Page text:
What better way for Sacramento Theater Company to celebrate the 200th anniversary of the publication of Austen’s novel than to mount an adaptation of the story by Joseph Hanreddy and J.R. Sullivan, directed by Michael Stevenson. It is currently on the main stage, the first in STC’s “Season of Adventure, Rhythm and Romance.”

The new production sparkles with the excitement of the five adolescent daughters of Mr. Bennet (Matt K. Miller) and Mrs. Bennet (Jamie Jones), each looking for the perfect mate. (“It is a truth universally acknowledged, that a single man in possession of a good fortune, must be in want of a wife.”) They are all positively giddy at the notion of handsome young Mr. Bingley (Matt Surges) moving in next door (“next door” being a relative term, since it is a 3-mile walk).

Jones dominates as the social-climbing matron, determined that her daughters should marry well and keep her from the poor house in the event of her husband’s untimely demise. She gives a very funny performance and ricochets easily from overbearing wanna-be mother-in-law to attacks of the nerves when things aren’t going quite the way she expects them to.

As Mr. Bennet, Miller is sardonically patient with his emotionally flighty wife, obviously head over heels in love with his daughters, and a doting if teasing father who is the solid center of the family.

Brittni Barger is 20-year-old Elizabeth, the second-oldest daughter, around whom the plot revolves. She is intelligent, attractive and honorable, but quick to judge people at first appearance. Barger delivers a delightful performance, though her high-pitched, rapid-fire British accent is sometimes difficult to understand (a condition that afflicted most of the women in the cast, with the exception of Tara Henry, as Elizabeth’s cousin Charlotte Lucas).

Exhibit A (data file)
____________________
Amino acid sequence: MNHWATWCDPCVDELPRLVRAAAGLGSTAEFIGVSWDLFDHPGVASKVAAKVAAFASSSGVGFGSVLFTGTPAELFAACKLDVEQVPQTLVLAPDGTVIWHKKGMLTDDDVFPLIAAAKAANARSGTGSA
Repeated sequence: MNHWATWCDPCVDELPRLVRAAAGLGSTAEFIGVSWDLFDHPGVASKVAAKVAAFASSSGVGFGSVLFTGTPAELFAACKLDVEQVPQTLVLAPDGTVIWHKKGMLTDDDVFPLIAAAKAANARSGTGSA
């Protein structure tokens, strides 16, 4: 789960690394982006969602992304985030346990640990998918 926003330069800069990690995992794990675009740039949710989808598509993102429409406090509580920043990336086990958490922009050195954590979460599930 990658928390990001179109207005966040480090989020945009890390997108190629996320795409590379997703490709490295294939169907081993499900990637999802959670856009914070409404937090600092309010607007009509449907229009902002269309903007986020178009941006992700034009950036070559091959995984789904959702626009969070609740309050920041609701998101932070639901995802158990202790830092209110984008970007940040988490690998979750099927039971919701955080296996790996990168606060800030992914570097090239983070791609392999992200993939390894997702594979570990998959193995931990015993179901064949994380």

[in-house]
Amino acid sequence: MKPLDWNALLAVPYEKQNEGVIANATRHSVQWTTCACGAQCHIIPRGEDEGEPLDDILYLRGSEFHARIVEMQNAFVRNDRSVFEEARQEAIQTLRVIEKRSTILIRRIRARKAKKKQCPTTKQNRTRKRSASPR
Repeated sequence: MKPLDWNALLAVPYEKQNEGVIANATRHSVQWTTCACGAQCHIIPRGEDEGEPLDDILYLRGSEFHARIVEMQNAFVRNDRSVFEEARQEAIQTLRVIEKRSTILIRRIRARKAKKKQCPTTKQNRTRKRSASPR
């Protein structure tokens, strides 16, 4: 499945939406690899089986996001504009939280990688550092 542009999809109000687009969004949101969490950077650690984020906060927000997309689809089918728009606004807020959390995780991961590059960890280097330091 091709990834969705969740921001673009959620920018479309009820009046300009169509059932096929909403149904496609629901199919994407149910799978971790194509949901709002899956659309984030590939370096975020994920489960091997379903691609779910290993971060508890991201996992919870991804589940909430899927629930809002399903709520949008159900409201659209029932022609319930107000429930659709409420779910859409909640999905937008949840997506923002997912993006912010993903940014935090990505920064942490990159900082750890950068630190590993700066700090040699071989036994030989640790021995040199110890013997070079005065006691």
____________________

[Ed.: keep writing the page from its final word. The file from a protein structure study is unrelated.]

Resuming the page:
Ryan Snyder is Mr. Darcy, one of the most appealing, unapproachable heroes of classic British literature. He is aloof, withdrawn, arrogant and unwilling to mingle with those he believes are his inferiors (“She is tolerable; but not handsome enough to tempt me …”). Snyder is such a perfect Darcy that his ultimate admission of his feelings for Elizabeth in the end bring relief to nearly every woman in the audience.

Elizabeth’s older sister, Jane, is played by Rebecca Scott. Jane is the most beautiful girl in the neighborhood, though not as saucy as her younger sister, and was once described by journalist/author Anna Quindlen as “sugar to Elizabeth’s lemonade.” She has an off-again, on-again relationship with the wealthy Mr. Bingley (Matt Surges), mostly because of the discrepancy in their ranks. In the end, of course, love conquers all.

Brent Bianchini is Mr. Wickham, a longtime friend of Mr. Darcy, who appears charming and desirable, though his duplicitous nature is eventually uncovered.

John Lamb gives an outstanding performance as Mr. Collins, Mr. Bennet’s clergyman cousin and heir to his estate. He is “not a sensible man, and the deficiency of nature had been but little assisted by education or society.” A self-absorbed man, he is deliciously slimy and Mr. Bennet’s relief at Elizabeth’s rejection of Collins’ proposal is understandable. Collins ultimately marries Charlotte, who does not love him, but marries him for financial security.
The younger Bennet girls are double-cast and were played on opening night by Lily Rushing (alternating with Julia Fisk) as Kitty, Tori Johnson (alternating with Bella Coppola) as Lydia and Ally Boulas (alternating with Arcadia German) as Mary.

Kristine David is Mr. Bingley’s snobbish sister Caroline, herself attracted to Mr. Darcy, and trying to thwart any affections he may harbor for Elizabeth.

Costume designer Jessica Minnihan has created a beautiful collection of sherbet-colored gowns that complement each other beautifully and make a lovely visual.

Hanreddy and Sullivan have succeeded in the difficult task of moving a popular classic novel to the stage, keeping most of the characters intact and remaining faithful to the tone the author intended. Fans of this story will not be disappointed and will, in fact, be enchanted with the Sacramento Theatre Company’s vision.